It’s funny to think that a biological process that is necessary for survival is underrated, especially one that occurs automatically with no mental energy required. We inhale and exhale 12 – 16 times a minute, for as long as we live and rarely give it a second thought. 

And that is the problem. 

Breathing is rarely discussed in fitness or sport and our idea’s surrounding it are often ill-informed. If you had the opportunity to experience or practice breathing growing up thank your parents for their progressive approach, it was likely born out of yoga or meditative practice, both of which have only recently entered the mainstream. I have always been cautiously skeptical of most aspects of spirituality or alternative thinking, the byproduct of living in a traditional home in a small Northern community with a mother in healthcare. I wanted science and hard facts told by someone in at least a Halloween costume lab coat – that’s a Bill Burr joke – and that sector was not distributing any information. It meant I was breathless for a long time.

At the beginning of the article, I mentioned breathing as an action our nervous system performs subconsciously, which is true. But, we also now know that we possess the ability to manipulate our nervous system through breathing, more specifically the vagus nerve which plays a major role in our nervous system regulation. We can influence our present state by altering the frequency and type of breaths we take. This, in turn, impacts our cortisol (stress hormone) release. We can decrease Cortisol by (1) reducing the number of breaths per minute and inhaling deeply into our diaphragm. Or increase it by taking more rapid, shallow breathes. These changes in hormone release have a direct influence on our emotions, attitude, decision making, and productivity.

So, how do you breathe?

For most of us, rapid and shallow breathing is our default. Years of bad posture, minimal movement, and high-stress levels have turned us into a walking state of panic, think movie chase scene where the main character stops in an alleyway, almost hyperventilating. This type of breathing contribute to excessive stress hormone release, fatigues us faster and increases the likelihood of illness. It also wreaks havoc on our mood and emotions, making us miserable to be around.

For the record this has never happened when I have attempted to impersonate a peacock.

My friends have a funny term that they will use when I get upset, it’s the peacock. The reason is probably obvious, I do my very best impersonation of the bird, puffing out my chest, pulling back my shoulders, flaring my arms slightly and becoming as big as possible to respond to whatever has upset or frightened me. This is actually a very primal threat response so I imagine they also do it, or, maybe I’m just lower on the evolutionary scale than the average human. Then, the moment passes and we all have a laugh at my expense. The overwhelming majority of the time it turns out to be a situation that was nowhere near qualified that response. I am always envious of individuals that remain level-headed throughout all situations never letting their emotion get the better of them and refusing to rise to the bait.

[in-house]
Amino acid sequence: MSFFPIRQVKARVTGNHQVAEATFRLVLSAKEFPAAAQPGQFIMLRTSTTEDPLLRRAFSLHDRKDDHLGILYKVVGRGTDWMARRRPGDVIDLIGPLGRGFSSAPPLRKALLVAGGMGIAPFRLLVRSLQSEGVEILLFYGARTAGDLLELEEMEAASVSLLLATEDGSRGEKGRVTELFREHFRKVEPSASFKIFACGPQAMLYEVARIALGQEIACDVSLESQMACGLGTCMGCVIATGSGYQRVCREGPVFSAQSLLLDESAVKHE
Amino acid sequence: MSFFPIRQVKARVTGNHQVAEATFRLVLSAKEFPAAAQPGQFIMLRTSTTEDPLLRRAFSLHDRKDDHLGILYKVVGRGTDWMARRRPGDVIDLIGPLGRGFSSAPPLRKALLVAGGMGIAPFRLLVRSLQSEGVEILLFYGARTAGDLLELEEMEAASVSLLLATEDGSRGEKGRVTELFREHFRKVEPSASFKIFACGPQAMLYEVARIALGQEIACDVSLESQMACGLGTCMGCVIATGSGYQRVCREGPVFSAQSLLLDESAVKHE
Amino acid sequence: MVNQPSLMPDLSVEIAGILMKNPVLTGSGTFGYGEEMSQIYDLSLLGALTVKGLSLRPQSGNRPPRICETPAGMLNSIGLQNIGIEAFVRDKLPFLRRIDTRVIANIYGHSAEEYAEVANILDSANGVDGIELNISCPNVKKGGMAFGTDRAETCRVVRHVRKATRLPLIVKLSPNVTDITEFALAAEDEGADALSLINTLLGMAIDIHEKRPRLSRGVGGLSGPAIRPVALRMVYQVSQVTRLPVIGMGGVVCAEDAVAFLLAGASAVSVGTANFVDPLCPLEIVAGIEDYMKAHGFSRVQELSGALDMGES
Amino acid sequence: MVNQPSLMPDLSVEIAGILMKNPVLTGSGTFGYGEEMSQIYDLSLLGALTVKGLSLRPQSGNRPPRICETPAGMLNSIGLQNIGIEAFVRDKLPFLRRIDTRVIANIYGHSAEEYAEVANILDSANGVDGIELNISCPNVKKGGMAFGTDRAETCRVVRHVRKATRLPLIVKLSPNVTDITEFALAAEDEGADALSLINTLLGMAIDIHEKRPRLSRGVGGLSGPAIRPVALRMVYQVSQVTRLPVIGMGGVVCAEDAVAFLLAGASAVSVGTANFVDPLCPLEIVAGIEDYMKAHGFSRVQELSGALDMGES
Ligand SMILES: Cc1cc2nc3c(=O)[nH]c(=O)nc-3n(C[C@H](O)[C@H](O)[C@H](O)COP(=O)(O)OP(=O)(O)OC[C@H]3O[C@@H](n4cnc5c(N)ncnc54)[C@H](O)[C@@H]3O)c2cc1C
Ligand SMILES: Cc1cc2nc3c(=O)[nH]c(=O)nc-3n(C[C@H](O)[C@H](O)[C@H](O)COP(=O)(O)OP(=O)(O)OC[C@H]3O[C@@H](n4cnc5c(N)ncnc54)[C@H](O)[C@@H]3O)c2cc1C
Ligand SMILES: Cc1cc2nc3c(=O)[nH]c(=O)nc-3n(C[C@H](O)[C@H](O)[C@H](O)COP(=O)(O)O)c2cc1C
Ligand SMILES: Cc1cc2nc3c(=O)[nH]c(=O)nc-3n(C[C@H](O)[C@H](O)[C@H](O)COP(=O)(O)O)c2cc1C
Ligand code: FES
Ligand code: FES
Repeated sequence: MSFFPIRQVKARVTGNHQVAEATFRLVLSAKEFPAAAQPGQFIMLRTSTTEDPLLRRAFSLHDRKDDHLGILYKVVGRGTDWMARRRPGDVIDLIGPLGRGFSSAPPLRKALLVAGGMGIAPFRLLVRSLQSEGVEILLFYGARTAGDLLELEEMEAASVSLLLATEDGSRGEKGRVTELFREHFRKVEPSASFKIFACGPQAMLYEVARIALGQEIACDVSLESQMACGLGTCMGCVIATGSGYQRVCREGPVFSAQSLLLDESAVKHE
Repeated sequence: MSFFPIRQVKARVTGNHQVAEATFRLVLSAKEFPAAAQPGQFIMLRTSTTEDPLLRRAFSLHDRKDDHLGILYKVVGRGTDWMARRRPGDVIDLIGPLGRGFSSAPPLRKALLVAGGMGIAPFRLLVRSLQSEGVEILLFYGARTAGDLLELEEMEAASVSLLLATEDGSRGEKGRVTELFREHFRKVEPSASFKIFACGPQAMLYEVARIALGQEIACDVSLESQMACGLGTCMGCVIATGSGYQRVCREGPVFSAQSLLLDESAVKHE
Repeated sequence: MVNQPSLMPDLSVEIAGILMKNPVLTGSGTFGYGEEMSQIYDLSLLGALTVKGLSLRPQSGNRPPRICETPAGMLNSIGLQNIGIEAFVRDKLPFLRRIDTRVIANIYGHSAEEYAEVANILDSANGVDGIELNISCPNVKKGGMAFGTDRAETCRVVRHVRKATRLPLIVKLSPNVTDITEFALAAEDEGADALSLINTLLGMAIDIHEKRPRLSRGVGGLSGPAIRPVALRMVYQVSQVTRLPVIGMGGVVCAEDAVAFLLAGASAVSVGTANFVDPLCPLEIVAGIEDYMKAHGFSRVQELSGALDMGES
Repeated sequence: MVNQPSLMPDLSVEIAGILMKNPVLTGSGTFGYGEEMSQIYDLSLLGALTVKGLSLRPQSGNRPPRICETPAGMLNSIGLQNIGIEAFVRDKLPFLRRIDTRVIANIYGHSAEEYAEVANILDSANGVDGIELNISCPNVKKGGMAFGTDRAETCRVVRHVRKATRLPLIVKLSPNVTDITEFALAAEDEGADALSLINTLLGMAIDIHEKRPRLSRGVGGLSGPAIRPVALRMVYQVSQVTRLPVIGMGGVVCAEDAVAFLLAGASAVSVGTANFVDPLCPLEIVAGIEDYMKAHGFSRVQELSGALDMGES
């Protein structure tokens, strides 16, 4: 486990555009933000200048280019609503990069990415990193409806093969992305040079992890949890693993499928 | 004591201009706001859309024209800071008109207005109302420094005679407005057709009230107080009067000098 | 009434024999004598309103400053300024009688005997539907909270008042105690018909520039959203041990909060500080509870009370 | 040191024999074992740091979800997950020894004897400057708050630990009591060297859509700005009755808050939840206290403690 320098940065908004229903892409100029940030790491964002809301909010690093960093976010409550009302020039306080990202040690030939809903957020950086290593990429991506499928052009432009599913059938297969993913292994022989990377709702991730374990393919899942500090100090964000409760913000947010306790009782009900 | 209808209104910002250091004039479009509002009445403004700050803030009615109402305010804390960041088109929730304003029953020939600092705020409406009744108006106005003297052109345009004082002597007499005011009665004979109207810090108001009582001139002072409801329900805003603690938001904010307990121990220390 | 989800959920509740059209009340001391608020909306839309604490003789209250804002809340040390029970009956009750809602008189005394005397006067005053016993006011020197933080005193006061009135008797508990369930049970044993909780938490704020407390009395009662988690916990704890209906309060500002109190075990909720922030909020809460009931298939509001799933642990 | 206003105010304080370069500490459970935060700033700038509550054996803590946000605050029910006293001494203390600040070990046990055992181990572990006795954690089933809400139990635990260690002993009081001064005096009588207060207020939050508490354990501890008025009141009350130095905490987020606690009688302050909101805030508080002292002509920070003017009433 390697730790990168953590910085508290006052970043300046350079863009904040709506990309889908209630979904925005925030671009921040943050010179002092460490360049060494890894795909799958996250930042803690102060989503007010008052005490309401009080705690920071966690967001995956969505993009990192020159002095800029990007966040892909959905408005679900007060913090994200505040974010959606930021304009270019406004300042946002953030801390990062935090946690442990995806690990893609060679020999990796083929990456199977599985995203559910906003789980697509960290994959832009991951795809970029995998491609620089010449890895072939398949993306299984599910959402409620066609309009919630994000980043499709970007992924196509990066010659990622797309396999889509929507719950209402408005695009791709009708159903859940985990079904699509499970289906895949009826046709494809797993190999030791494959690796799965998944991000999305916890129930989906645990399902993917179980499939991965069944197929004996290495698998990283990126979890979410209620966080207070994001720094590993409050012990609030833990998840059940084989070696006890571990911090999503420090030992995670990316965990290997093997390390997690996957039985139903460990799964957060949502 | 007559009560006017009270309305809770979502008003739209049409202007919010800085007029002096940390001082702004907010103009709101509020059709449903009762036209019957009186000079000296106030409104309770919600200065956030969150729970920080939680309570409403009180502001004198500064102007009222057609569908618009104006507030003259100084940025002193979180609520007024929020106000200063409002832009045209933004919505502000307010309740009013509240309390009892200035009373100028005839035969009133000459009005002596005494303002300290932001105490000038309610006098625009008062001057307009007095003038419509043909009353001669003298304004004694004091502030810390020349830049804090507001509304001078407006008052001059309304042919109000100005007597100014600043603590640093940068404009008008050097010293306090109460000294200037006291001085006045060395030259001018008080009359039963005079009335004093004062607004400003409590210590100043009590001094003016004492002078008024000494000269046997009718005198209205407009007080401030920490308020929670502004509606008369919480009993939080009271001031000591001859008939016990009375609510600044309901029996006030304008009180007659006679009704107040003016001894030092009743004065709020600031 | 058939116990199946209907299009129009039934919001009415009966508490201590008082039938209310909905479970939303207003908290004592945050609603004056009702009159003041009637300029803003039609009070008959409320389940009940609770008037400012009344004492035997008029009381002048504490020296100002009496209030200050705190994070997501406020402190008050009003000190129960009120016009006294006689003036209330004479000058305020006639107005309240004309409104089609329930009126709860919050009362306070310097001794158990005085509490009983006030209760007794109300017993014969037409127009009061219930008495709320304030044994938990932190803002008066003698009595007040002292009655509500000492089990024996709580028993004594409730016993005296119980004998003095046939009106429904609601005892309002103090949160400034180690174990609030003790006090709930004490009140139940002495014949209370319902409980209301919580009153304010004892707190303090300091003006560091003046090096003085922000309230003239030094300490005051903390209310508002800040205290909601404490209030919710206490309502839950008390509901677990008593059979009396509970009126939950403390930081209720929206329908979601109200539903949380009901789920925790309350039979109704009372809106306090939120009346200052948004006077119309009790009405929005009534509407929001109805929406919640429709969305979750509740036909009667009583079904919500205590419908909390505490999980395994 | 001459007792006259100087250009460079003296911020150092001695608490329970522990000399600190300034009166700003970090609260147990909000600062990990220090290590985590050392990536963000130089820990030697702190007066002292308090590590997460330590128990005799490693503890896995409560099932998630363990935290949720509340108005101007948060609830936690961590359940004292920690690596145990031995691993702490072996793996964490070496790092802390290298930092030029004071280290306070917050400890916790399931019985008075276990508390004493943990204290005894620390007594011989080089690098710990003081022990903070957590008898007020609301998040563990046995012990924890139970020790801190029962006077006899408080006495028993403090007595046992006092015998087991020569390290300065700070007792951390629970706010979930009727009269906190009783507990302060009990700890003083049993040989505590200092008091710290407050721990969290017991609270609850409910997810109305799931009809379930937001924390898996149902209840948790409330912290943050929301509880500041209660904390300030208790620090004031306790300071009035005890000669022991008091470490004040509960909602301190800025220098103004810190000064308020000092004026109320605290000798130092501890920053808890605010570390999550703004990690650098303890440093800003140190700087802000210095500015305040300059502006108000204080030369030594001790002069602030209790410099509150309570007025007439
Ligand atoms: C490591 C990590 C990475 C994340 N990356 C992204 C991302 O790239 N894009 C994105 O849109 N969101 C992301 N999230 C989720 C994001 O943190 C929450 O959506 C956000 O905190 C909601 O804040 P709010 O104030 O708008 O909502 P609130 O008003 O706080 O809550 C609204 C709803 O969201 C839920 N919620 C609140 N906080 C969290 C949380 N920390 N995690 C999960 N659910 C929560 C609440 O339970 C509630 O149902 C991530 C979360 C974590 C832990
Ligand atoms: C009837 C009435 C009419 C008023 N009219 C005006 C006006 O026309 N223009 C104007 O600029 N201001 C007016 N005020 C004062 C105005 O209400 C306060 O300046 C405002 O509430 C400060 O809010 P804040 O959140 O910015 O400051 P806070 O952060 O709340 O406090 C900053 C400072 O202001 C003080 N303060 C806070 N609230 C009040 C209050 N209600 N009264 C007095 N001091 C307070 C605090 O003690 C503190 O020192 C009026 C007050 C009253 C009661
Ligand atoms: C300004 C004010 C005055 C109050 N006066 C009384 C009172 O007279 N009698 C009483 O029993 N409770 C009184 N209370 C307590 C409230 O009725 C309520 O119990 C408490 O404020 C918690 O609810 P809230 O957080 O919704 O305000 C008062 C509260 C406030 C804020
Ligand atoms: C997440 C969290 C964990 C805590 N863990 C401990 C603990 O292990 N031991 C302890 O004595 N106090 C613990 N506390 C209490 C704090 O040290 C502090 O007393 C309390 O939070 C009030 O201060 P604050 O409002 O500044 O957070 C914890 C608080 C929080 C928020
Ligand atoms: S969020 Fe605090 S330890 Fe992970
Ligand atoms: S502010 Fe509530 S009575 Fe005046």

Monitoring emotional responses to life and work problems is unbelievably beneficial, arguably vital. Negotiation, problem-solving, and people management are all skills that work best when you remain level-headed and clear thinking. In a previous article, I mentioned a few employers I had worked for in the past and how their response to problems trickled down and impacted the rest of the company – unfortunately not for the better. Calm is contagious and breathwork is a crucial part of maintaining that calm. The number of studies examining breath and the effects on the nervous system have risen dramatically over the past few years. ‘Breathwork therapy’ is being used to help with depression, anxiety, emotional and pain management amongst other things.

In addition to helping with emotional management, breathing can have a major upside for performance in both the business and athletic arenas. Several top entrepreneurs credit meditation and breathwork as one of their keys to success, Tim Ferriss, Scott Amyx, Laird Hamilton are all strong advocates of intentional deep breathing. Onnit founder, Aubrey Marcus, believes so strongly that he dedicated an entire chapter in his latest book to educating and implementing breathing as a method for dealing with overwhelming situations. It’s easy to do, immediately implementable and has tangible benefits.


A How To Guide

  • A quick and easy drill to help understand the difference in styles of breath involves your two hands and the floor.
  • Lie on your back, place one hand on your sternum, and the other on your belly button.
  • Inhale normally and notice what hand rises, it will likely be the one on your chest.
  • Now inhale through your nose and focus on the pulling the breath down into your belly.
  • The bottom hand should start to rise as well. Continue breathing slowly (5-7 seconds/ breath) until the top hand is still and only the bottom rises.

Ma, Xiao et al. “The Effect of Diaphragmatic Breathing on Attention, Negative Affect and Stress in Healthy Adults” Frontiers in psychology vol. 8 874. 6 Jun. 2017, doi:10.3389/fpsyg.2017.00874

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